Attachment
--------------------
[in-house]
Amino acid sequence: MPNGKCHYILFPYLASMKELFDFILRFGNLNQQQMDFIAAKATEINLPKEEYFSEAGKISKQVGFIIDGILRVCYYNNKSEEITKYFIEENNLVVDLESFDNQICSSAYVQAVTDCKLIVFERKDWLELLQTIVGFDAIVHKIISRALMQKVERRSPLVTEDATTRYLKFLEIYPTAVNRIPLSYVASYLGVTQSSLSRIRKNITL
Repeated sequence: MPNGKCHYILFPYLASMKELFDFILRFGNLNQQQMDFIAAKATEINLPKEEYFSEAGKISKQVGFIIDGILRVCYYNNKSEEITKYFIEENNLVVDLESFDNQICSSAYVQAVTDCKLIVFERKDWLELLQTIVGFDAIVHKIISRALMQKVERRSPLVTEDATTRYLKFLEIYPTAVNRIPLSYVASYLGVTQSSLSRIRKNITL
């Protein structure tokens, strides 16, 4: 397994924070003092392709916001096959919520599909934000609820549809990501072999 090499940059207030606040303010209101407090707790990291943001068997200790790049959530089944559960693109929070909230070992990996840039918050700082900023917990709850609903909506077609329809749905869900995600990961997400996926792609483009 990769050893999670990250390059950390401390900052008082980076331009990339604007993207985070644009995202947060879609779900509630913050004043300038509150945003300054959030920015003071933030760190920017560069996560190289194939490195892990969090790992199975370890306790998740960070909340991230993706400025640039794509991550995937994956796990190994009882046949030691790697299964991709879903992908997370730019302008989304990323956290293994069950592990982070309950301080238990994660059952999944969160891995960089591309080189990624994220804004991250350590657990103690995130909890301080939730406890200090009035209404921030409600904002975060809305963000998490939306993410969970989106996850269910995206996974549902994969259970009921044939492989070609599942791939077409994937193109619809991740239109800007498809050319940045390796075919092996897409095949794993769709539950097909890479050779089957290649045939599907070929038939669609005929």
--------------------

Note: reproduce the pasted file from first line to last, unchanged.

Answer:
[in-house]
Amino acid sequence: MPNGKCHYILFPYLASMKELFDFILRFGNLNQQQMDFIAAKATEINLPKEEYFSEAGKISKQVGFIIDGILRVCYYNNKSEEITKYFIEENNLVVDLESFDNQICSSAYVQAVTDCKLIVFERKDWLELLQTIVGFDAIVHKIISRALMQKVERRSPLVTEDATTRYLKFLEIYPTAVNRIPLSYVASYLGVTQSSLSRIRKNITL
Repeated sequence: MPNGKCHYILFPYLASMKELFDFILRFGNLNQQQMDFIAAKATEINLPKEEYFSEAGKISKQVGFIIDGILRVCYYNNKSEEITKYFIEENNLVVDLESFDNQICSSAYVQAVTDCKLIVFERKDWLELLQTIVGFDAIVHKIISRALMQKVERRSPLVTEDATTRYLKFLEIYPTAVNRIPLSYVASYLGVTQSSLSRIRKNITL
């Protein structure tokens, strides 16, 4: 397994924070003092392709916001096959919520599909934000609820549809990501072999 090499940059207030606040303010209101407090707790990291943001068997200790790049959530089944559960693109929070909230070992990996840039918050700082900023917990709850609903909506077609329809749905869900995600990961997400996926792609483009 990769050893999670990250390059950390401390900052008082980076331009990339604007993207985070644009995202947060879609779900509630913050004043300038509150945003300054959030920015003071933030760190920017560069996560190289194939490195892990969090790992199975370890306790998740960070909340991230993706400025640039794509991550995937994956796990190994009882046949030691790697299964991709879903992908997370730019302008989304990323956290293994069950592990982070309950301080238990994660059952999944969160891995960089591309080189990624994220804004991250350590657990103690995130909890301080939730406890200090009035209404921030409600904002975060809305963000998490939306993410969970989106996850269910995206996974549902994969259970009921044939492989070609599942791939077409994937193109619809991740239109800007498809050319940045390796075919092996897409095949794993769709539950097909890479050779089957290649045939599907070929038939669609005929």